A Book from the Sky
A Book from the Sky (simplified Chinese: 天书; traditional Chinese: 天書; pinyin: Tiān shū) is the name given to an art exhibition created by Chinese artist Xu Bing (born 1955). It was first displayed in Beijing's China Art Gallery in 1988  and created a sensation in the Chinese art community. The installation consisted of a set of books, panels and scrolls on which were printed thousands of characters resembling real Chinese characters, all devoid of semantic content. Xu spent years hand carving the typesetting blocks used to make the prints according to traditional Chinese block printing methods. Each block was embossed with a unique but meaningless symbol and then used to make the prints for the exhibit.
The work was originally titled Mirror to Analyze the World: The Century’s Final Volume (simplified Chinese: 析世鉴－世纪末卷; traditional Chinese: 析世鍳－世紀�末卷; pinyin: Xī shì jiàn Shìjì mòjuǎn) but the artist soon accepted the popularized title, A Book from the Sky. The work resulted in Xu losing favour with the communist government of the People's Republic of China and being vilified by some official critics as a "bourgeois liberal".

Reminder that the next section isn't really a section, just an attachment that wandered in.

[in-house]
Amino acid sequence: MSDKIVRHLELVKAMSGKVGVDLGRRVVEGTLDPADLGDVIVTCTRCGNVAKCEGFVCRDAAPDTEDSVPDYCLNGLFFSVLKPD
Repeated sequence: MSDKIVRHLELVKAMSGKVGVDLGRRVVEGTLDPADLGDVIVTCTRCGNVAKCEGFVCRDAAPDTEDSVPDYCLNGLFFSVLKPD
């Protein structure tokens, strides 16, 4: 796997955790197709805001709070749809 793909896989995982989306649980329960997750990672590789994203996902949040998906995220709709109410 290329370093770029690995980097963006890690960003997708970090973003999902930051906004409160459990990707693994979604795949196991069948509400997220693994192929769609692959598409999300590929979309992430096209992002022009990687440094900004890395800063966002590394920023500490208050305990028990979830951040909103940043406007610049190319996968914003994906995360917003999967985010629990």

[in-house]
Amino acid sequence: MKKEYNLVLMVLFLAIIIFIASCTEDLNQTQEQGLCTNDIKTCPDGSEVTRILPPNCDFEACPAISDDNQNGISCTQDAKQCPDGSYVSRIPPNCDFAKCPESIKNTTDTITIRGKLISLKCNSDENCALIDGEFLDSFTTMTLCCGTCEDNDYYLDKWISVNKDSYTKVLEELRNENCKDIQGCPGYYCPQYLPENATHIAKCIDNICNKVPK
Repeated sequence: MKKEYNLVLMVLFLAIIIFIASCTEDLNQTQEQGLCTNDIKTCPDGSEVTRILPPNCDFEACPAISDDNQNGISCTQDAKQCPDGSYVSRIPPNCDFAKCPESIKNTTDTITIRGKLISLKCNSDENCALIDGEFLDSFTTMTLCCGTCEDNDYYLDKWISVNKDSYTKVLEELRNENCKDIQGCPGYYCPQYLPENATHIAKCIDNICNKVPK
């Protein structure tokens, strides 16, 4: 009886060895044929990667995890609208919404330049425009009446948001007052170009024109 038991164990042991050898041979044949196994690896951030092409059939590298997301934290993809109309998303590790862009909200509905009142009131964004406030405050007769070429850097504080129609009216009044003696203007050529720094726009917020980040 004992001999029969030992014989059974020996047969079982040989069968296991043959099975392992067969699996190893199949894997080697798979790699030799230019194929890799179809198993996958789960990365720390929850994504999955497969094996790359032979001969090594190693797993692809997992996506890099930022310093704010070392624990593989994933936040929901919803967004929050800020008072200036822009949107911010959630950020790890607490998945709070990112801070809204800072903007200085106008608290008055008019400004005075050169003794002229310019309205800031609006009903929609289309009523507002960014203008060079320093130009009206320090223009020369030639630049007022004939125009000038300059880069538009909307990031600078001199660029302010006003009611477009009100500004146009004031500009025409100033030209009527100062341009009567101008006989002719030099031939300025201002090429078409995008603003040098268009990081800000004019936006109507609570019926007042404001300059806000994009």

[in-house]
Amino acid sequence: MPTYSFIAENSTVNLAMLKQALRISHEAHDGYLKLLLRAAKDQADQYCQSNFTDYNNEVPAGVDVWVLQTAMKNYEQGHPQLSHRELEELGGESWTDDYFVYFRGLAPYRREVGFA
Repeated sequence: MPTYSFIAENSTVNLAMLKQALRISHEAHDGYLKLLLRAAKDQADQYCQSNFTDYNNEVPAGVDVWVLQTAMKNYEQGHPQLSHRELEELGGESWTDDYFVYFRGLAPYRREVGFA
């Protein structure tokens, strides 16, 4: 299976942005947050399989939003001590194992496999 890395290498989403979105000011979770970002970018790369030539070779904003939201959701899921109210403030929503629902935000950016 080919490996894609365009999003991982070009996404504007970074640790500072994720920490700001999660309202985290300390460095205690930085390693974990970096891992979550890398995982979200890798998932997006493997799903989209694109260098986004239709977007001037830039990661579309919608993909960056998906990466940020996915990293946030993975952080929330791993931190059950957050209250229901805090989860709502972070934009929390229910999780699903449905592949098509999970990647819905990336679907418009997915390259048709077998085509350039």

The Chinese idiomatic expression "天書" (celestial script) is a metaphor for incomprehensible writing somewhat akin to "chicken scratch" in English, referring to a writing system of unknown origins never seen before by mankind.
Later versions of these characters incorporated English letters into square word-shapes, which he called Square Word Calligraphy. The example at right is a square word which reads "WIKI".
- The name of the work can also be translated as "Heaven's book" or "script from heaven". The Chinese character 天 may refer to the physical sky, or the abstract concept of heaven. 書 literally means book but is also used a suffix for calligraphic scripts.
- Free Writing
- Xu Bing: A Book from the Sky.